I gave my first keynote speech last week at the Siouxland Lean Consortium conference, and honestly it was much more challenging than I thought it would be. The audience did not seem to be as engaged as I had hoped, and I was surprised and perplexed that tmy actual delivery was different than it was during my practice runs prior to the event. Although I am typically hard on myself, I believe that my assessment of the gaps is relatively accurate. I will find out more when I receive official feedback from the participant survey.
In the spirit of humility and continuous improvement, I have reflected on the experience as well as some initial feedback I received. My conclusions are summarized below. I welcome any comments offering additional insight or advice!
- Keep the topic simple. The main premise of the talk was that continuous improvement is not only most effective when we do it with people, but also when we realize and apply the knowledge that it is something we do for our people – it helps to make not just our work better but also our selves. I believe I over-complicated this main message by tying it to some more theoretical aspects of behavioral psychology, which drowned out the main takeaway. There is only so much people can absorb during a one-hour talk, and I did not consider this as carefully as I should have.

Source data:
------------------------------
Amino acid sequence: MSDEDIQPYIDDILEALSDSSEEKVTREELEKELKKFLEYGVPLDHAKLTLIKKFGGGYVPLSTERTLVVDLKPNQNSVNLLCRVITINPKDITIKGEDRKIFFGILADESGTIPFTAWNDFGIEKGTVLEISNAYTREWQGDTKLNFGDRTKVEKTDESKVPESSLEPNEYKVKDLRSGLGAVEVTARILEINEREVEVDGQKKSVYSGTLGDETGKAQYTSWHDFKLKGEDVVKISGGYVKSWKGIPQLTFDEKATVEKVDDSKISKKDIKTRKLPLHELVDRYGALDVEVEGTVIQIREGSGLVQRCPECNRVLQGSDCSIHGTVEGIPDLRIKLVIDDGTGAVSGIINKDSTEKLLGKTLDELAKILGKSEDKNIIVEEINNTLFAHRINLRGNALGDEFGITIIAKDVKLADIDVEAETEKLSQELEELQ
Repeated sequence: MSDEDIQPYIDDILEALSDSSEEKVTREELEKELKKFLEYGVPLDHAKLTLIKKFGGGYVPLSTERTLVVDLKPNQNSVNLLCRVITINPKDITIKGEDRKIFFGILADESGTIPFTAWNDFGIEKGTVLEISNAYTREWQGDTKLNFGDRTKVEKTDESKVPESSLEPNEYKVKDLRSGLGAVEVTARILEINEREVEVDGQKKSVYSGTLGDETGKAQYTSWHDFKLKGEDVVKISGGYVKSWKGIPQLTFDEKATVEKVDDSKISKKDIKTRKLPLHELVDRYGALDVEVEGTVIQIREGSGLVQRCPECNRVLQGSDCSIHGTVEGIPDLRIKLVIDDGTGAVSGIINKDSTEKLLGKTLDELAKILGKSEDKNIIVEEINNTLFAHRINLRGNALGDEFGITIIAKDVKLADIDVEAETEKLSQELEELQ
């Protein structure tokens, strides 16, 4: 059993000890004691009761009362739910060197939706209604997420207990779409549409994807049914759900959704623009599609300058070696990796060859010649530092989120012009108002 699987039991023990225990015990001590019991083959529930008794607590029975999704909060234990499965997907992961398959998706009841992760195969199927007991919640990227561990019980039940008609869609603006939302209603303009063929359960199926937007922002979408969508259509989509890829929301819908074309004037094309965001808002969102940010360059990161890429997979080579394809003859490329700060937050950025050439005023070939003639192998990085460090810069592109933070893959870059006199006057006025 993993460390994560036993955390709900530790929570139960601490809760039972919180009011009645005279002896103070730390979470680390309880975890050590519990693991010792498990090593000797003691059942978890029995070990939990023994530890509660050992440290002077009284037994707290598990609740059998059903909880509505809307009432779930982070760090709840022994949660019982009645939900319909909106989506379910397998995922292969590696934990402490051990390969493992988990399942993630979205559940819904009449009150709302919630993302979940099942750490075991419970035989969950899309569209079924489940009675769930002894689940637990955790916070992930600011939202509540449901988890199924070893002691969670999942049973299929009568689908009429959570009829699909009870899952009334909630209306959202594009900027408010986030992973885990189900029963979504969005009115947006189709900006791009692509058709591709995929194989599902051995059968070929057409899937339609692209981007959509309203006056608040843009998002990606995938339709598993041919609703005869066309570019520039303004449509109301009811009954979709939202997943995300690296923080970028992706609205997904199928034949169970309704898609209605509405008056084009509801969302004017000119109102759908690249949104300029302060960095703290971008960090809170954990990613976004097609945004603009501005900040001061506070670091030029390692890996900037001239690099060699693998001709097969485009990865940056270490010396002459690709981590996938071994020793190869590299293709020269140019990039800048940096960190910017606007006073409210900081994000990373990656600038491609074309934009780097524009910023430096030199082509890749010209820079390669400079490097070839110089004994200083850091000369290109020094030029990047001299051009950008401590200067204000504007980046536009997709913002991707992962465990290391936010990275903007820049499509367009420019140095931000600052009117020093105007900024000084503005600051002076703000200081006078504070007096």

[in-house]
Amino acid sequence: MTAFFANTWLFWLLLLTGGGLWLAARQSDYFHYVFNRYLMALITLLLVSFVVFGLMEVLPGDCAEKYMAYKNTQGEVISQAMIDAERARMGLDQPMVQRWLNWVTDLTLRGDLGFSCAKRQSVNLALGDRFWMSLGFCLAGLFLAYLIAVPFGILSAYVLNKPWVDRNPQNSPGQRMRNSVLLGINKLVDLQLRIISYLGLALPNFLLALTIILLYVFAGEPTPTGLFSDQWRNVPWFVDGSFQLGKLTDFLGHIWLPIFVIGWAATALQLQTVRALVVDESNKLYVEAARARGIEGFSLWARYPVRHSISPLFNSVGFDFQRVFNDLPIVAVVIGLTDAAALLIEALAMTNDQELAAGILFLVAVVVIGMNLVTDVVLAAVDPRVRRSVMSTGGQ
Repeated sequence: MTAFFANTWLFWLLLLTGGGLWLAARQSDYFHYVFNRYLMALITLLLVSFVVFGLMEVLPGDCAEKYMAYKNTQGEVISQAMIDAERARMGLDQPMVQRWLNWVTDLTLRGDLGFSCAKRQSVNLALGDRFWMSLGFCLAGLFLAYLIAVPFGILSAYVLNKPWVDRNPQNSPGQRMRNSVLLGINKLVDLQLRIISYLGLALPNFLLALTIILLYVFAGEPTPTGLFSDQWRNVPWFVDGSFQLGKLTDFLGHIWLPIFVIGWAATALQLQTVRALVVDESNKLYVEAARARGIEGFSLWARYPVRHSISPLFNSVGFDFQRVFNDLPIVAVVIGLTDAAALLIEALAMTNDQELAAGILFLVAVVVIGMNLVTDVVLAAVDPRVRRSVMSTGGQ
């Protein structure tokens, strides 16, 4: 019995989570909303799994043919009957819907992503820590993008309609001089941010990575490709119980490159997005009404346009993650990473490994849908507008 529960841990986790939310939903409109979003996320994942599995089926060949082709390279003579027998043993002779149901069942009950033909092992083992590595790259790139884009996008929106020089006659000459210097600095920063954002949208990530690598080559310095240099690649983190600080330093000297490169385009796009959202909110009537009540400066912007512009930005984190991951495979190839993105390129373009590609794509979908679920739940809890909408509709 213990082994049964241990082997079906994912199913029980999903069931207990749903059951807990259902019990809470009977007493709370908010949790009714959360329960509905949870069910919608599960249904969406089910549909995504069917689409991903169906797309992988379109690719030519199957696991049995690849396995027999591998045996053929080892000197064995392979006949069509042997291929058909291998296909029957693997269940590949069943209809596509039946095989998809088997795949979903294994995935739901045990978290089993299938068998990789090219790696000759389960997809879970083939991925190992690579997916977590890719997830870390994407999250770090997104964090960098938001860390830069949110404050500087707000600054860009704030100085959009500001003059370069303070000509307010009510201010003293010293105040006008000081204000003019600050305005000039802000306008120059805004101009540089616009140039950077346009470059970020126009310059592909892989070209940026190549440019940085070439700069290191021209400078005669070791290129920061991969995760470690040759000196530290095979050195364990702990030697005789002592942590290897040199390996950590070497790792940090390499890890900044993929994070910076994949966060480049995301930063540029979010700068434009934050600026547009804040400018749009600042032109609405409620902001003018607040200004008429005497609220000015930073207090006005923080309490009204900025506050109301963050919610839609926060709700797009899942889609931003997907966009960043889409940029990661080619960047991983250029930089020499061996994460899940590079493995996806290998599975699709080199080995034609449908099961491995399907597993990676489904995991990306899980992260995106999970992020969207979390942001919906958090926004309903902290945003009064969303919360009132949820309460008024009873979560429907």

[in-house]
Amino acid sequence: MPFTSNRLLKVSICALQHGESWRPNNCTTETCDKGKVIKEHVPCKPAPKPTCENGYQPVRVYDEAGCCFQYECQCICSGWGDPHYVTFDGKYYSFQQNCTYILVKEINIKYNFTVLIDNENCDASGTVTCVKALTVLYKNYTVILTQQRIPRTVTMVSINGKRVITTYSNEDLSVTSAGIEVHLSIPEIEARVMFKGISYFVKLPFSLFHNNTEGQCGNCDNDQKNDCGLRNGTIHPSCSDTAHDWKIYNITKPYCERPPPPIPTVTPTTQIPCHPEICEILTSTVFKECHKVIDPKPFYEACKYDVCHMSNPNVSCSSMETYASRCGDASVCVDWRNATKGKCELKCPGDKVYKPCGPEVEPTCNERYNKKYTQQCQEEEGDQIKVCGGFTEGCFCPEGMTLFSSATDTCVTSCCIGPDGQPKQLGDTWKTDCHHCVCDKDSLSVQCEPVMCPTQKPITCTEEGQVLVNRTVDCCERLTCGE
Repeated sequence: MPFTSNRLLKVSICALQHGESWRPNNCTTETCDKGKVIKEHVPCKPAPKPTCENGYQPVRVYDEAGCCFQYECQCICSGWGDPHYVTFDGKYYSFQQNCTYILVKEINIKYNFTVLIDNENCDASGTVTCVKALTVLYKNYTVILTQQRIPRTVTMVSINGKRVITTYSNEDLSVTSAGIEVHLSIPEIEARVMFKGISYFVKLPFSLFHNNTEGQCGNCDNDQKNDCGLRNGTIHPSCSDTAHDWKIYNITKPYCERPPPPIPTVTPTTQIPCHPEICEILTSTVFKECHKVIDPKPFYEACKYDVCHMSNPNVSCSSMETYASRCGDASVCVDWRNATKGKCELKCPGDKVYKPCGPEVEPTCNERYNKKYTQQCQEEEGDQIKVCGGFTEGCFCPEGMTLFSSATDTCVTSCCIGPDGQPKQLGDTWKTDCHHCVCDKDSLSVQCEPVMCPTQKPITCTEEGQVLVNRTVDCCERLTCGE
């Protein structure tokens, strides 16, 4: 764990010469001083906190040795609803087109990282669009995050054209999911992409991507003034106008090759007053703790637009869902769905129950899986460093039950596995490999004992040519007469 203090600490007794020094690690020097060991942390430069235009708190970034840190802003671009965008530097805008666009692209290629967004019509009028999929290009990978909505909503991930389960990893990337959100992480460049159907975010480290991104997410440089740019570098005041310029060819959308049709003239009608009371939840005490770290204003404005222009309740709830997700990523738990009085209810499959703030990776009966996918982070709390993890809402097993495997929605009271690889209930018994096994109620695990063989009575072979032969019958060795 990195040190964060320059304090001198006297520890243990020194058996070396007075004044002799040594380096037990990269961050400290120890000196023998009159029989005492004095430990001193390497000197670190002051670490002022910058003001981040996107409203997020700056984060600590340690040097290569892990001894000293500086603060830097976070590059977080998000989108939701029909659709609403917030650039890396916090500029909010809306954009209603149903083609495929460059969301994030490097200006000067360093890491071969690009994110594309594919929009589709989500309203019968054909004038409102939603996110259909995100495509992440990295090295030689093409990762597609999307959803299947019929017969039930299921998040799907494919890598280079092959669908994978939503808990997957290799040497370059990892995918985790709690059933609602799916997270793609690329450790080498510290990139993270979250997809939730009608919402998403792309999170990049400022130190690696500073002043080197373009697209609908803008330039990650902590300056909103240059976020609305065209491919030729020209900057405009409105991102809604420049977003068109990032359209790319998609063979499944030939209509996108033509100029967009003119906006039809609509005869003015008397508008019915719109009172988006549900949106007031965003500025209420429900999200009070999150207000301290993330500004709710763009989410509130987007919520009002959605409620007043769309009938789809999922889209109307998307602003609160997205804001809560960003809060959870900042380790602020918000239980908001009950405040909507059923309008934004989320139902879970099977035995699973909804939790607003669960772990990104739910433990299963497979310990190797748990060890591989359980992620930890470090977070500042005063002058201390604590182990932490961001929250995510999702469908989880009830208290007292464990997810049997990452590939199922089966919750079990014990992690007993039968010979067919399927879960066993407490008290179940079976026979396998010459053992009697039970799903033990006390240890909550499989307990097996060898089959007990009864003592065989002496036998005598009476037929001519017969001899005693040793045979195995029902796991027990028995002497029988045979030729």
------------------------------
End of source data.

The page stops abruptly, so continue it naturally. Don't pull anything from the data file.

- Focus on the audience’s interests. I downplayed my unique experience of working directly for Toyota, because I did not want to come across as ‘superior’ or an ‘expert.’ However, during the Q&A portion of the event, all of the questions indicated the audience was curious to learn more about what Toyota was like. While I had good intentions in not wanting to appear as a self-proclaimed expert, this motivation was not driven by what participants wanted but rather my own need. It seems that people generally are quite interested in learning what it was like working at Toyota.
- Don’t create content in a vacuum. I knew better, but nonetheless I did not review the specific content of my talk with anyone else to obtain feedback. Instead, I created and practiced the speech on my own. My past experience has repeatedly shown me that soliciting and incorporating the input of others has always resulted in a better outcome.
More tactical takeaways:
- Provide an outline document for the audience. Although I provided a worksheet with some key takeaways and questions for participants, I received feedback that an outline would have better helped the audience follow along and provide a future reference of the key concepts.
- Refer to notes as needed. To learn how to give a speech, I mainly referenced TED talks. I noticed that the speakers did not refer to notes during these talks and so I thought that I should not either. However, I failed to take into account that TED talks are generally only about 20 minutes long – my talk was 45 minutes and it was very difficult to remember the key points and stories I wanted to tell. Referencing notes when needed would have helped trigger my memory of what came next.
- Get a good night’s sleep! This is a difficult one to know how to countermeasure. I struggled to fall asleep the night before as my mind kept looping through the talk. Any advice on this is particularly welcome.
Overall, even though it was difficult, I am glad that I had this experience. I will take the lessons learned and apply them in the future. I am sure my next talk won’t be perfect either, but I know that it will be better.